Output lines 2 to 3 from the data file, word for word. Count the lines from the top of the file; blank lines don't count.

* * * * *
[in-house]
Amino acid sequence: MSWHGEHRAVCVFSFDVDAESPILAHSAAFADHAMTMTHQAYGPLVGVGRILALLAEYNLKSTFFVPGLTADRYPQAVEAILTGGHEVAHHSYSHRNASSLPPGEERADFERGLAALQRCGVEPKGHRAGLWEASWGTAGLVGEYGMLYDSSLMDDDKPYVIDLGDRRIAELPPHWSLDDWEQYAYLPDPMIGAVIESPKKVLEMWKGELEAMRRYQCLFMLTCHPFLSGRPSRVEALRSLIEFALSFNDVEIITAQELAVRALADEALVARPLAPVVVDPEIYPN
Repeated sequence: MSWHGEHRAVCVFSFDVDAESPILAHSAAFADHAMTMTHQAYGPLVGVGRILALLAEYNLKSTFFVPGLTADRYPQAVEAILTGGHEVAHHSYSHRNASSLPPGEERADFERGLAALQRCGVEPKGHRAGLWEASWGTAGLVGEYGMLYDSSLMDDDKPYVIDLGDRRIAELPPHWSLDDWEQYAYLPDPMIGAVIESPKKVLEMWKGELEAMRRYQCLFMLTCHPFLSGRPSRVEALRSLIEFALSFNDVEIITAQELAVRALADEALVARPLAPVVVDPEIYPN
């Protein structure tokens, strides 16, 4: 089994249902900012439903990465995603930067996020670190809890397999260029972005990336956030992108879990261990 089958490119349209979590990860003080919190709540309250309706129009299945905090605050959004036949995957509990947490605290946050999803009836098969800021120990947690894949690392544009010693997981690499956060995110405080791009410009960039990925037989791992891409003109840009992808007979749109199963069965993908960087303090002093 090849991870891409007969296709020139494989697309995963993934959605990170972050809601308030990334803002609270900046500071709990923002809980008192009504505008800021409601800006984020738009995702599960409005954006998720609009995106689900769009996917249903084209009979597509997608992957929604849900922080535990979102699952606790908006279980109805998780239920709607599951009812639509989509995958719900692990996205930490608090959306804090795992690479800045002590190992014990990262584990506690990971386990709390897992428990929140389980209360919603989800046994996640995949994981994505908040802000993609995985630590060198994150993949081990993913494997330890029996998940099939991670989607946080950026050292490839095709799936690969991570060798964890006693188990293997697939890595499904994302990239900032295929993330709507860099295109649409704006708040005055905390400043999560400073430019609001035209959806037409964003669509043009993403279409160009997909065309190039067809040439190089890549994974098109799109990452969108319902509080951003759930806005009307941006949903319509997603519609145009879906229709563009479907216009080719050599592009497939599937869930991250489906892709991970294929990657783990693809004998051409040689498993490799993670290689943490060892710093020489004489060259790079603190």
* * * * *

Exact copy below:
Amino acid sequence: MSWHGEHRAVCVFSFDVDAESPILAHSAAFADHAMTMTHQAYGPLVGVGRILALLAEYNLKSTFFVPGLTADRYPQAVEAILTGGHEVAHHSYSHRNASSLPPGEERADFERGLAALQRCGVEPKGHRAGLWEASWGTAGLVGEYGMLYDSSLMDDDKPYVIDLGDRRIAELPPHWSLDDWEQYAYLPDPMIGAVIESPKKVLEMWKGELEAMRRYQCLFMLTCHPFLSGRPSRVEALRSLIEFALSFNDVEIITAQELAVRALADEALVARPLAPVVVDPEIYPN
Repeated sequence: MSWHGEHRAVCVFSFDVDAESPILAHSAAFADHAMTMTHQAYGPLVGVGRILALLAEYNLKSTFFVPGLTADRYPQAVEAILTGGHEVAHHSYSHRNASSLPPGEERADFERGLAALQRCGVEPKGHRAGLWEASWGTAGLVGEYGMLYDSSLMDDDKPYVIDLGDRRIAELPPHWSLDDWEQYAYLPDPMIGAVIESPKKVLEMWKGELEAMRRYQCLFMLTCHPFLSGRPSRVEALRSLIEFALSFNDVEIITAQELAVRALADEALVARPLAPVVVDPEIYPN